This is only a preliminary investigation, a first excursion into a whole new field. To sum up we may say with some confidence that Chinese women in Jakarta seem to have enjoyed a special status and function in society, especially when compared to their sisters on the Chinese mainland. But how special indeed? The Gongtang archives are unique, and we do not have, for the moment, any similar source from the traditional Chinese yamen. True there are different collections of court cases made by Ming and Qing officials as guidebooks for administrators, and a comparative study could be useful. It would however seem safe to assume that in China only relatively big cases of family trouble would be brought before the courts in China, as family affairs would be normally regulated within the lineage organization. Also, as stated, no case of accusation of a junior family member to a senior would be receivable in court. As to business matters, these certainly were brought before the yamen officials, but material concerning them is scanty compared to the records in the Gongan bu. Also for sure women did not openly play an important role in commerce in traditional China. As to the relative sexual freedom as shown by the Gongan bu, only late Ming novels suggest something of the kind, and certainly nothing similar appears in the writing of the Qing period, when conservative Confucianism held sway.

       The case of the Chinese women in Indonesia thus appears to present overwhelming evidence in favor of a more free, independent and influential status when compared to the traditional Chinese situation. Where did this come from? As we have seen, neither the Dutch legislation in matters of the legal status of married women, nor the Islamic law can be credited with this form of relative freedom and autonomy. The foundation, whatever the official Chinese law and ideology may have been, must therefore still be Chinese. Here we may perhaps at a future stage learn more from the role of women in urban society in late imperial China from temple archives and inscriptions.

       In the meantime, we may suggest that the position of Chinese women in Jakarta has to be seen as a form of emancipation. The reason for this emancipation in colonial Indonesia should be sought, in my opinion in the economic circumstances. This was a society, not of land-bound clans and imperial officialdom, but of urban merchants. There were great opportunities to become wealthy for single individuals within their lifetime, and women as well as men profited from it.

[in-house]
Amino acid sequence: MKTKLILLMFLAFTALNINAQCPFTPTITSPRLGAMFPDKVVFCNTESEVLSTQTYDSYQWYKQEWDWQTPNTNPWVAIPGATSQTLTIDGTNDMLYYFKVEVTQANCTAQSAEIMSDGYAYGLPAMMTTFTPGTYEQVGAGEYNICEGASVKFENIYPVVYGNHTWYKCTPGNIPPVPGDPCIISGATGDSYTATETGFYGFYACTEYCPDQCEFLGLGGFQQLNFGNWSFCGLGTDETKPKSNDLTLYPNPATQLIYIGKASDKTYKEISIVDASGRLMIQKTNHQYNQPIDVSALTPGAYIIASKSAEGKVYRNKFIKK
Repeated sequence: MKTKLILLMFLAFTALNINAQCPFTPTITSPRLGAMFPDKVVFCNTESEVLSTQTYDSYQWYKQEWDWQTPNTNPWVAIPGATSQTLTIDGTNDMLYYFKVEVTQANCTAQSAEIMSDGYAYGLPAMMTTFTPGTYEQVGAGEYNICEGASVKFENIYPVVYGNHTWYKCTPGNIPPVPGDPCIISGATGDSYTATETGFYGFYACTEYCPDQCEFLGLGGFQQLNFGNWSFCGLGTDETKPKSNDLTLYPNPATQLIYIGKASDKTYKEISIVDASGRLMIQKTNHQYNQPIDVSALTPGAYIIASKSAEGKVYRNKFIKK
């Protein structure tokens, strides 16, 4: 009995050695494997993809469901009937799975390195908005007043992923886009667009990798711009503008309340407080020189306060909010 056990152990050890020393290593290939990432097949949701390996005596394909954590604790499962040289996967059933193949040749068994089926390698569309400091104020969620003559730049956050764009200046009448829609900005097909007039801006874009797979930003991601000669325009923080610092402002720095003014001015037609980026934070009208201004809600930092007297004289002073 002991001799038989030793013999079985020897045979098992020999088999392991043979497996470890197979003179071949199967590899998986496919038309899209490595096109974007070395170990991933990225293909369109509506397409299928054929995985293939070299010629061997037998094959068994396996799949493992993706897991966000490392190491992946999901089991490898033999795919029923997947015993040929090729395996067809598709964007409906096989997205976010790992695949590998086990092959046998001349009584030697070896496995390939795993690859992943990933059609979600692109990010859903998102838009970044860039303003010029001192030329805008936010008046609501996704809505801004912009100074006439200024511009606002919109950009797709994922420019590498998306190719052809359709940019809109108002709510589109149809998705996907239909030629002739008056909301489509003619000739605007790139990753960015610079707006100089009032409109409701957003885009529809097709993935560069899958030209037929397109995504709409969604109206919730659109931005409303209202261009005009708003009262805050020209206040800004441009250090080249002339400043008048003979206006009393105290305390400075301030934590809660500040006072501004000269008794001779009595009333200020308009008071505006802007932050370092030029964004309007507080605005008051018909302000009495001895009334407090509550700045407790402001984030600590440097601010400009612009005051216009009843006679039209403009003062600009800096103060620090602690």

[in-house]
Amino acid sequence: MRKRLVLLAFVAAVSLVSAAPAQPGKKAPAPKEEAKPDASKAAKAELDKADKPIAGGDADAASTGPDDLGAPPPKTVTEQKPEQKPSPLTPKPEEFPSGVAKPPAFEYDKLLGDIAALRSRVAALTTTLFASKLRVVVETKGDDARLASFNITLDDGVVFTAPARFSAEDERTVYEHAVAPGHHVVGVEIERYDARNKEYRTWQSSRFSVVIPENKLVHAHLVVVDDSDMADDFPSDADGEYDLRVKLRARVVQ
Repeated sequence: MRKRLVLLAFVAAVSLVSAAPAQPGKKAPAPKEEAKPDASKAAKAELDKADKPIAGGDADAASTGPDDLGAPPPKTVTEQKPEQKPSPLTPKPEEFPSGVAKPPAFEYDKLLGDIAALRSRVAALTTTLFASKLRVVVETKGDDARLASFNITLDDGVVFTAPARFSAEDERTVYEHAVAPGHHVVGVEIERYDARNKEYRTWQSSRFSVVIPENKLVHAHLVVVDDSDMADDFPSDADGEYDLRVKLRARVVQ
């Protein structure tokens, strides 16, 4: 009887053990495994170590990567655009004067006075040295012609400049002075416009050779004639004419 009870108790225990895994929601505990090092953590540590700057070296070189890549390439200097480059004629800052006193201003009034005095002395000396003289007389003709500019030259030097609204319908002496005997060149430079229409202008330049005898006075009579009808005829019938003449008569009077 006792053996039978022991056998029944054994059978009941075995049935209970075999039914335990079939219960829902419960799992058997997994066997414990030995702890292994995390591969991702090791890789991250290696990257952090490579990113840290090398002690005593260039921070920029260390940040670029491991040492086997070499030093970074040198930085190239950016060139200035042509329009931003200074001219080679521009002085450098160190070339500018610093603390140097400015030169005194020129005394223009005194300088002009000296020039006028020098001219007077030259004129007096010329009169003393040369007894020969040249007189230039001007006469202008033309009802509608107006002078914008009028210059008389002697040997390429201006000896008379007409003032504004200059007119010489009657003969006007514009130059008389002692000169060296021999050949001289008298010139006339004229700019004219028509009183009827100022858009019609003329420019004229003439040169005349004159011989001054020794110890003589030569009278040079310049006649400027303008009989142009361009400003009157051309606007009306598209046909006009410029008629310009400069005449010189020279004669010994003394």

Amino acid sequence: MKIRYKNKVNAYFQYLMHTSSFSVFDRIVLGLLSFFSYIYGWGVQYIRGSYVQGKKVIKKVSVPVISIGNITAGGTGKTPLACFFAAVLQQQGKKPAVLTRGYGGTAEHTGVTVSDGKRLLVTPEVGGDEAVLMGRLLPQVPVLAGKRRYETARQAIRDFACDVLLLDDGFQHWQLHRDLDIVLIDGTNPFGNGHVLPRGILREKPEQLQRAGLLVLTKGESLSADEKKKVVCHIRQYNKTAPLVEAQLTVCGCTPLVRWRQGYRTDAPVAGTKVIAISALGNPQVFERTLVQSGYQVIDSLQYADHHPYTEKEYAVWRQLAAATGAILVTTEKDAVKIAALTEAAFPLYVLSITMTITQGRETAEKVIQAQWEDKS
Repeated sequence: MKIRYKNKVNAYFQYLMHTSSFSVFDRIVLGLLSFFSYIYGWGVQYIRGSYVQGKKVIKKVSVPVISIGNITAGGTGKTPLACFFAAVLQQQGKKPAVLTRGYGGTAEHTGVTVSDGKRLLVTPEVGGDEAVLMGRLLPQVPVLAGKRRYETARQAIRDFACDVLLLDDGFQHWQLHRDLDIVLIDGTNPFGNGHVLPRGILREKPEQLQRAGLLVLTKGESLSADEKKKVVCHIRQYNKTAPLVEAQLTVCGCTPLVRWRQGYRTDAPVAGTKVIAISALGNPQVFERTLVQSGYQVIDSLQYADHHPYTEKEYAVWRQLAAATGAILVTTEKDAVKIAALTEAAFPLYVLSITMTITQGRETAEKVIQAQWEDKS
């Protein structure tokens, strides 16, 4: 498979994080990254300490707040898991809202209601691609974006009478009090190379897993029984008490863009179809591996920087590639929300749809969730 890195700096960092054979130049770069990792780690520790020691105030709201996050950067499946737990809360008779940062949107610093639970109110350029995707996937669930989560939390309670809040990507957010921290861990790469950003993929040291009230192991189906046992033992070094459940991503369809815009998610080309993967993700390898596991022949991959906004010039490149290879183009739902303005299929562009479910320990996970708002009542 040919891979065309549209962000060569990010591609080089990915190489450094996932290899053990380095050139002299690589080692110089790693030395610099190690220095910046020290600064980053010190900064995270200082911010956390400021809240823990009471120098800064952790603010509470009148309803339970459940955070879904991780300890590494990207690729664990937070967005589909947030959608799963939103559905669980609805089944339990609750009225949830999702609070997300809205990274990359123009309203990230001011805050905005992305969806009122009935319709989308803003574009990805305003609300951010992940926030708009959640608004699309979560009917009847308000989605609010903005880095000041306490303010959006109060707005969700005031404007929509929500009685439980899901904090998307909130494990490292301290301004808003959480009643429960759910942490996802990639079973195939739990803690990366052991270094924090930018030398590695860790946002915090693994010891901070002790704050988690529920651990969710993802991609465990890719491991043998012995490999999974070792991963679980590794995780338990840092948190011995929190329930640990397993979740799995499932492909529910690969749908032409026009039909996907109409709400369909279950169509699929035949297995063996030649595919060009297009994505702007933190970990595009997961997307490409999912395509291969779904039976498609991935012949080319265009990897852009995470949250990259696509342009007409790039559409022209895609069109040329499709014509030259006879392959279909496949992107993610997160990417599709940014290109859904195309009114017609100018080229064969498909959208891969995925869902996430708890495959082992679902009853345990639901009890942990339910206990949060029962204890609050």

In her article on “Chinese Women Writers in Indonesia and their Views of Female Emancipation”, Claudine Salmon presents a ballad written in 1897 and which portrays three young Chinese ladies from Jakarta, and notes the “extraordinary independent life” they enjoyed[18]. Although we cannot ascertain that the characters in the ballad are described in an entirely realistic way, we can suppose that their position was close enough to reality so as to be credible for the average reader. In the present article, we have seen some elements that can explain this emancipation. With money also autonomy and freedom could be won, on the condition that some state of law and order was maintained. The Dutch rule and the Chinese administration did just that, and judging from the archives, the Chinese Kapitans maintained peace and rule of law with great seriousness and zeal. The result was that at least the more well to do among the women could enjoy a freedom and independence quite unlike that of their sisters in traditional China. 


[1] The present article was first presented as a lecture at the Centre d’études sur la Chine moderne et contemporaine of the Ecole des Hautes Etudes en Sciences sociales in Paris in April 2000. The author wishes to express her gratitude to Dr. Claudine Salmon for her most valuable assistance in her research on the Gongguan archives.

[2] From the Dutch kapitein, captain.

[3] The first Kapitan was named Su Minggang 蘇鳴崗 or Su Mingguan 蘇鳴觀. In the latter name the word “guan ” stands for “guan ” meaning here something like “sir”. As we can see in many instances in the Gong’an bu. This corresponds to a widespread Minnan custom. Su’s position of authority was expressed, again in keeping with Chinese custom, by a pair of large lamps inscribed with a title. In this case the title was: "Kaiguo yuanxun" 開國元勳, the Glorious Founder of the Country. According to the Lidai kaiba shiji, these lamps were given to Su by Jan Pieterszoon Coen, in thanks for his assistance in bringing the Chinese to Jakarta and other services.

[4] L. Blussé: Strange Company - Chinese Settlers, Mestizo Women and the Dutch in VOC Batavia, Leiden 1988, p.74.

[5] There exist several manuscript copies of this work. One has been preserved in the library of the Sinological Institute of Leiden University. This copy appears to have originally belonged to the Bataviaasch Genootschap, as stamp on the first page indicates. The Gongguan of Jakarta owned another manuscript. The original was destroyed during the Second World War. However, a copy had been made, which was edited and published by Xu Yunqiao 許雲樵 in the Nanyang xuebao of 1953.

[6] Many of them came but refused to take up residence inside the city. However, they were now confined to a separate quarter outside the city walls, the Chinese Kampung (present day Glodok).

[7] "Ba gongtang ji"吧公堂記 in Claudine Salmon and Anthony K. K. Siu ed. Chinese Epigraphic Materials in Indonesia, p.117, vol.2, part 1, Singapore 1997 (the general editor of this publication is W. Franke).

[8] W. Remmelink: The Chinese War and the Collapse of the Javanese State, 1740-1743, Leiden 1994, p.1.

[9] Claudine Salmon: "Le rôle des femmes dans l'émigration Chinoise en Insulinde", in Archipel 16, Paris 1978, pp.161-174.

[10] This seems strange, as her own Chinese surname was Chen!

[11] See Yuan Bingling: "The Last Resort: Sino-Dutch Marital Relations Before the Chinese Council in early 19th Century Batavia", scheduled to be published in Itinerario, Leiden 2001.

[12]  See Wang Dahai, Haidao yizhi 海島逸志, p. 20, ed. by Yao Nan and Wu Lanxuan, Hongkong 1992.

[13] Liem Thin Joe 林天佑 Sanbaolong lishi (History [of the Chinese] of Semarang), Chinese translation, Guangzhou 1984, pp.145-146.

[14] According to Xu Yunqiao ed. Kaibai lidai shiji, page 15a. Kapitan Yan Er occupied his position in 1663, and this date is at variance with the account of the Kaiba lidai shiji. This question has to await further study.

[15] J.Th. Vermeulen: "Shiqi, ba shiji Helan Dong Indu gongsi zhi sifa yu Huaqiao 十七八世紀荷蘭東印度公司之司法與華僑" in Nanyang xuebao 3.1, p. 83. Singapore, 1954.

[16] J.Th. Vermeulen: Ibid.

[17] See Yuan Bingling: "The Last Resort: Sino-Dutch Marital Relations Before the Chinese Council in early 19th Century Batavia".

[18] In Archipel 28, p. 154, Paris 1984.


    “Chinese Women in Jakarta during the Colonial Period”,发表于《亚洲文化》,新加坡亚洲研究会,2002年第26期。